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What is the term for a person working professionally with chocolates (stuffed chocolates and alike of the finer sort)?

I'm looking for the "title" of such a person in the same manner as the word confectioner, which is the broader term for someone skilled in making creative cakes, ice cream courses, stuffed chocolates and decorative sweet things in general.

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    Googling for "term for person who works with chocolate" answers this instantly. – David Richerby Apr 27 '16 at 19:22
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    @DavidRicherby: yeah, so? – Marthaª Apr 27 '16 at 19:49
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    @Marthaª So do we welcome general reference questions even in 2016? This question shows zero research effort, doesn't it? :) – NVZ Apr 27 '16 at 21:40
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    I downvoted for the same reason as @DavidRicherby. Even the most cursory research would have identified a suitable answer. Per the downvote script; "this question does not show any research effort" – Richard Apr 27 '16 at 23:38
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    @Marthaª Well, Google immediately tells you that the answer might be "chocolatier". Even people who don't want to trust Google now have a word they can look up in a dictionary that they do trust. I accept that having to check a dictionary too means that Google isn't "instant", as I originally claimed. However, it does lead you right to the answer. – David Richerby Apr 28 '16 at 0:48
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I think you are looking for chocolatier:

  • a person who makes or sells chocolate candy

(M-W)

The term is a French one which has become popular especially from the 80's according to Google Books.

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    @Steeven - you may emphasize the technical know-how, by saying "master chocolatier". – Graffito Apr 27 '16 at 15:52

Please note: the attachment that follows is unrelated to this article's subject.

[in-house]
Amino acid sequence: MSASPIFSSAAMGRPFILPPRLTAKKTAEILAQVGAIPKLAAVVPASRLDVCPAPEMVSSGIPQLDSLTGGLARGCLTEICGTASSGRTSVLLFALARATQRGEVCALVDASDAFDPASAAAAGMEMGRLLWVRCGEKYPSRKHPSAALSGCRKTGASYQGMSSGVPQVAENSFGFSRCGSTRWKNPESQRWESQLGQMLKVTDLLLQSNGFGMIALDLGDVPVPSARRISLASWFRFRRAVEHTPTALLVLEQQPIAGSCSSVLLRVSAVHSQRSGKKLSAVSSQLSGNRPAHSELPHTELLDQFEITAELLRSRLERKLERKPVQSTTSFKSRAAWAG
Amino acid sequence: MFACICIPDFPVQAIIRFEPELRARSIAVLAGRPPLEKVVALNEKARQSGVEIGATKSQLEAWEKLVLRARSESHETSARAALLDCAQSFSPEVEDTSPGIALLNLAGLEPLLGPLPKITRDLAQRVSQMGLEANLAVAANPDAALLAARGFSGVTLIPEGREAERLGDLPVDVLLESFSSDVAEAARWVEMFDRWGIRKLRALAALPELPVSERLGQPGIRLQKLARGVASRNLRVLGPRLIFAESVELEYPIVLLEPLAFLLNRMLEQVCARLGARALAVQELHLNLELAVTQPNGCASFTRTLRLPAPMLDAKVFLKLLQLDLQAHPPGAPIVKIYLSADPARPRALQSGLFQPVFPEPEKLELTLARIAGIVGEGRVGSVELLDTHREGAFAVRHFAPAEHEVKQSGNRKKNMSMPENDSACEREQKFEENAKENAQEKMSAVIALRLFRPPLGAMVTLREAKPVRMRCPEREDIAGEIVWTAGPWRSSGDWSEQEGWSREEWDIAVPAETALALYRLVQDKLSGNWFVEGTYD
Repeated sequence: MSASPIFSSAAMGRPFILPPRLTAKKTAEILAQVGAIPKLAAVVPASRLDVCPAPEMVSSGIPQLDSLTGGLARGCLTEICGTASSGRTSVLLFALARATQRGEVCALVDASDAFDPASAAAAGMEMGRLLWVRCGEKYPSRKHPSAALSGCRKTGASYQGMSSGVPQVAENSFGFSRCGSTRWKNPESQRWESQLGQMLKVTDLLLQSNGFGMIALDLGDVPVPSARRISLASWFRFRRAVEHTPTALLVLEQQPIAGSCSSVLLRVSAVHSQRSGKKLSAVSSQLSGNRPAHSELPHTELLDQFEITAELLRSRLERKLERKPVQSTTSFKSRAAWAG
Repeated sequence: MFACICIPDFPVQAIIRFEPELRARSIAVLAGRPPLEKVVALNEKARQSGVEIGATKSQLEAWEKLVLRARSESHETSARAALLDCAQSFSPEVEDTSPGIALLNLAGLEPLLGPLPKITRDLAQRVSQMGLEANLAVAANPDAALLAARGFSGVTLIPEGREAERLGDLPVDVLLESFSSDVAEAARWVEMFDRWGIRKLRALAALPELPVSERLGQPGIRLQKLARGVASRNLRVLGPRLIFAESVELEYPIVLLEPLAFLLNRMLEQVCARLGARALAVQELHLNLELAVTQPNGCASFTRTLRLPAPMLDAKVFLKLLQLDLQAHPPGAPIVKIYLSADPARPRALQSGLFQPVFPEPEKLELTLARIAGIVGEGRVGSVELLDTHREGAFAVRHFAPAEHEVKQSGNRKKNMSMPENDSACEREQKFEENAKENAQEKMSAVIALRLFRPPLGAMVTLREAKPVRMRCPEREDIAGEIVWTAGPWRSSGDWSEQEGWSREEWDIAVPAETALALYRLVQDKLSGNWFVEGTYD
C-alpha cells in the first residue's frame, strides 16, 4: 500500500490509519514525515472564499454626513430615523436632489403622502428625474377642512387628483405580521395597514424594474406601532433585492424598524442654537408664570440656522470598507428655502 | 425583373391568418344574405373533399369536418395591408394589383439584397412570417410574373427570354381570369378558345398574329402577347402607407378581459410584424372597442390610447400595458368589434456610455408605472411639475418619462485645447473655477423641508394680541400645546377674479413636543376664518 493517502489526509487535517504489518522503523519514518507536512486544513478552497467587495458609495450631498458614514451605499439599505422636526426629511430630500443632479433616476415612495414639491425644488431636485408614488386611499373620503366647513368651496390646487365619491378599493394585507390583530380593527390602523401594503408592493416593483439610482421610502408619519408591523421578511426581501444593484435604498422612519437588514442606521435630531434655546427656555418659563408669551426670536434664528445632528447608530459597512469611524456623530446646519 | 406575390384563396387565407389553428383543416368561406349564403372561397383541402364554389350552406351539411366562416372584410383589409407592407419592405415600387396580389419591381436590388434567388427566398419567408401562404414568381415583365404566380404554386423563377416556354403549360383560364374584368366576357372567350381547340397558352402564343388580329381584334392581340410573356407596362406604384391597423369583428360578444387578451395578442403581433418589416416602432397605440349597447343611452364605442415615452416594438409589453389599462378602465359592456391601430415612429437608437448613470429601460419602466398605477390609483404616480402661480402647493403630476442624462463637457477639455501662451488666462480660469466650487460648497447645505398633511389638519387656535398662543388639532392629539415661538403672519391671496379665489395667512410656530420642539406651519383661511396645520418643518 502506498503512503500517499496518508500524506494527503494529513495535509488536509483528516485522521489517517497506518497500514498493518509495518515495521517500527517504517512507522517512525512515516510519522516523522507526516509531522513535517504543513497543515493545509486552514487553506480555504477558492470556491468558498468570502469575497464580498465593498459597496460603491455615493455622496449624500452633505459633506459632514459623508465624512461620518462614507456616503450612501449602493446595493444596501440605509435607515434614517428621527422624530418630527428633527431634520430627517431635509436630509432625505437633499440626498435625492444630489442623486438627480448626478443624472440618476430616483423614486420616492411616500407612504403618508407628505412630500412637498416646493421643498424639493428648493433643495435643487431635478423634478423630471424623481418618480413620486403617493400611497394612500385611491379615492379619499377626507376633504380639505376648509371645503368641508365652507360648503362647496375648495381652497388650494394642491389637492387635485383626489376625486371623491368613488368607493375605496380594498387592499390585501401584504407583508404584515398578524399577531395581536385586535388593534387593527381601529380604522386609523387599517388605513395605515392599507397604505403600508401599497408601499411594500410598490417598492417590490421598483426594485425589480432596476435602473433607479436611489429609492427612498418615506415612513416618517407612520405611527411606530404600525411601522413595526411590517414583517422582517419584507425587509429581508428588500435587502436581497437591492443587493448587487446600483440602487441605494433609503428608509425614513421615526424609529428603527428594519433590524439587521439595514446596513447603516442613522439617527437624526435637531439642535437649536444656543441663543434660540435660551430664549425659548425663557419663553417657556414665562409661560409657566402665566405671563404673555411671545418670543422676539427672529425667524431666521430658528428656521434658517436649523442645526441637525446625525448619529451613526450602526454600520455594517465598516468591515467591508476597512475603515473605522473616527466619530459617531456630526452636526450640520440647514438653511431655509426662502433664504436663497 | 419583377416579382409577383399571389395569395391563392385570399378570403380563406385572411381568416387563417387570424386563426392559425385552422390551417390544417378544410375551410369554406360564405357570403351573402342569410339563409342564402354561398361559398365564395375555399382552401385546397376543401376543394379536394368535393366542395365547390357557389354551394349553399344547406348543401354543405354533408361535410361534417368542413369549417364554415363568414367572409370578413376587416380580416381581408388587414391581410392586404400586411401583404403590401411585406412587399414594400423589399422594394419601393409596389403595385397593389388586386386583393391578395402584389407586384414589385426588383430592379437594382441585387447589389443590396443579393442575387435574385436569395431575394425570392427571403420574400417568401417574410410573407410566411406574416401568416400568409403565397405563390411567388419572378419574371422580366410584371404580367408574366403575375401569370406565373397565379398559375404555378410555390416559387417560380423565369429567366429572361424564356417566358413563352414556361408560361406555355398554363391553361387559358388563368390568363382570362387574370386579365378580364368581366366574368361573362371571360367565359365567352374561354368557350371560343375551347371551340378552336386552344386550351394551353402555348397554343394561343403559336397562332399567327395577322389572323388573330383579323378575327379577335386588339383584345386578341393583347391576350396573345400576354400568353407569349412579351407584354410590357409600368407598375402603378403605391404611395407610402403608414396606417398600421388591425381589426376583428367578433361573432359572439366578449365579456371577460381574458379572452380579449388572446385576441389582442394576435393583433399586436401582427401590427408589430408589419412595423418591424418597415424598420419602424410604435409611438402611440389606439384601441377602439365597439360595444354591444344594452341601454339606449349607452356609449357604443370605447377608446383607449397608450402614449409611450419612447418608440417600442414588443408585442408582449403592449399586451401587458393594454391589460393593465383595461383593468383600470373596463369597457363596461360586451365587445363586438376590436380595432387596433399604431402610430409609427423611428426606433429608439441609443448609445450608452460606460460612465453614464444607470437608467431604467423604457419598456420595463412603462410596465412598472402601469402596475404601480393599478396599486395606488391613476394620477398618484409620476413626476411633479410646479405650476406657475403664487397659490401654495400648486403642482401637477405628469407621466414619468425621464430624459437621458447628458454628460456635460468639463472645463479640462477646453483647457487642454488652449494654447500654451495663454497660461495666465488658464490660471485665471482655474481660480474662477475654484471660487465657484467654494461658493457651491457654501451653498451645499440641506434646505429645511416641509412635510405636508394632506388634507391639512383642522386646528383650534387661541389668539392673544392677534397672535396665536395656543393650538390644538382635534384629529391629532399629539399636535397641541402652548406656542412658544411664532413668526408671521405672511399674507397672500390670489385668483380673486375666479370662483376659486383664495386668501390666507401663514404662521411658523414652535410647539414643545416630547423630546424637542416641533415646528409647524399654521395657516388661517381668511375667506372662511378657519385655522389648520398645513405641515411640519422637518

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I have to agree that the question could be refined to include whether the person "'working' with chocolate" was 'working' [Manufacturing it from a scratch..coco beans, adding the cream/milk, and so forth] or is 'working' in a sales capacity only of handling the made and ready for public consumption product to be delivered in some fashion from say a storefront customer/end user might happen to walk in or in a packaged to order with delivery like a flower and/or candy company might do for Valentine's Day. Secondly, whether the business interest is solely Chocolate; because, if the person "works with chocolate" but with other sweets, even if chocolate is the primary or is found prolifically with each purchase the person would be better defined as a Confectioner. The work environment would commonly be termed as a Confectioner's shop in the business of selling confections also called sweets or candy is sweet food. Also it may be sold along side or in a form like Ice cream, or Taffy, Caramels, hard candies, Hot Fudges, etc. The term varies among English-speaking countries. In general, though, confectionery is divided into two broad and somewhat overlapping categories, bakers' confections and sugar confections. A good reference I found was https://en.wikipedia.org/wiki/Confectionery. I hope this proves helpful, edifying or at least satisfactory {like a nice bite of rich chocolate}.

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The word I have heard used for someone who works in a Chocolaterie is a Pâtissier, even though title is typically given to pastry chefs, and not artisans working in chocolate in particular.

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